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“Our Dear Ella”: A Civil War Soldier's Letter from 1863

Updated: Feb 24, 2023

This is a Civil War-era cover that includes the original letter from a Union solider to his wife.


The cover (Figures 1 and 2) has a circular date stamp (CDS) from Washington, DC, September 15, 1863. The stamp - which is US Scott #65, an exceedingly common stamp - is cancelled almost perfectly with the CDS.


The letter was written by Joseph Welsh Butz, a private serving in the 61st Regiment of the Pennsylvania Infantry. Joseph was born on March 11, 1831, in the western Pennsylvania town of Beasville, about 45 miles south of Pittsburgh. He was drafted into the Union Army on July 11, 1863, at age 32. He had been in the Army just about three months when he penned this letter home.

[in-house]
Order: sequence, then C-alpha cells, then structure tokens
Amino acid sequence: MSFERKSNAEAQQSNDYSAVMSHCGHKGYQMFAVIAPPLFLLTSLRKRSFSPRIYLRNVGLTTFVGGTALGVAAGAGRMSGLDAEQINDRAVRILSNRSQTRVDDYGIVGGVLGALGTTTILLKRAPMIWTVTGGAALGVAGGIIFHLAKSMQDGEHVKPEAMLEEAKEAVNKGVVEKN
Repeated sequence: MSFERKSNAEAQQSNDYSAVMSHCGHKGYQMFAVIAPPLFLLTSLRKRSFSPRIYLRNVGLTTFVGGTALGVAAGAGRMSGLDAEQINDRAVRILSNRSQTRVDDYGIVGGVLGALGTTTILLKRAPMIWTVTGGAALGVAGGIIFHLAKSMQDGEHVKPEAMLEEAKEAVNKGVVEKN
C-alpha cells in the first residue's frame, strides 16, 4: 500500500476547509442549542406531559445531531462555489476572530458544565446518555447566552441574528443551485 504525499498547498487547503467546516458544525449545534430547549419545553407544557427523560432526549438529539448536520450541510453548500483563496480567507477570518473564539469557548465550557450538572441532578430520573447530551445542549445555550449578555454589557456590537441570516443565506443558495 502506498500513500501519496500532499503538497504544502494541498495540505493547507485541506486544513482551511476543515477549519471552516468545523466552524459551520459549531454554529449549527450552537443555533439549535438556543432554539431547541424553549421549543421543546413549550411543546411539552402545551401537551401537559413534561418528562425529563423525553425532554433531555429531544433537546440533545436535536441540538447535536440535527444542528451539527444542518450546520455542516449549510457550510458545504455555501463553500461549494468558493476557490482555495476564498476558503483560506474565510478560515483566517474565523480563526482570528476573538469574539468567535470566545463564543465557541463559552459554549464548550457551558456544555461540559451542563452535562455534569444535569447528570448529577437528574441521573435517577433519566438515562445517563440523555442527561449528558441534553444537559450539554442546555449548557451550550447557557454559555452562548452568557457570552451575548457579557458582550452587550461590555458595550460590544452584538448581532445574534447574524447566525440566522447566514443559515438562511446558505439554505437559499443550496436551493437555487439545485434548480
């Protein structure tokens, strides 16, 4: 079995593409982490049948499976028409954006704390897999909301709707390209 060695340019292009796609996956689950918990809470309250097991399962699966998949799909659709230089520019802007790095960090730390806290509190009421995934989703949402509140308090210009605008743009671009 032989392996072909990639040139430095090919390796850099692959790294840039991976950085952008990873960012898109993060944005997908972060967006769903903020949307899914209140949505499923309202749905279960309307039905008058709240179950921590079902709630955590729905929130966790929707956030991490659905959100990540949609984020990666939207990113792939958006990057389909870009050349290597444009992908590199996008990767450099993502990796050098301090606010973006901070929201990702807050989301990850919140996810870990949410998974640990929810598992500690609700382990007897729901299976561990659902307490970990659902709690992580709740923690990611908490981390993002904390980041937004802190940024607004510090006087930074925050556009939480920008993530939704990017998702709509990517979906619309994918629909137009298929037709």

The Pennsylvania 61st Regiment was organized in the fall of 1861 and was engaged in many battles before Joseph was drafted. It fought in the Peninsula Campaign of early 1862 when Union General McClellan, despite overwhelming superiorty, failed to destroy Confederate General Lee's army and capture Richmond. It fought at the Battle of Antietam, the bloodiest day of battle in Amercian history, and at the Battle of Gettysburg, the week before Joseph joined.


At the time Joesph joined up, the 61st Regiment was camped out near Warrenton, Virgina - he spells it "Warrington" in his letter - and was serving as a corps of observation along the Rapidan and Rappahannock Rivers. The regiment engaged in a number of battles and skirmishes while Joseph served including in the Siege of Petersburg that commenced in December 1864 and continued until the war's end in April 1865. Joseph did not serve through the entire Siege of Petersburg. He received a surgeon's discharge certificate and left the service on December 29, 1864. Whether he was wounded in action or suffered some illness that resulted in his discharge, I do not know.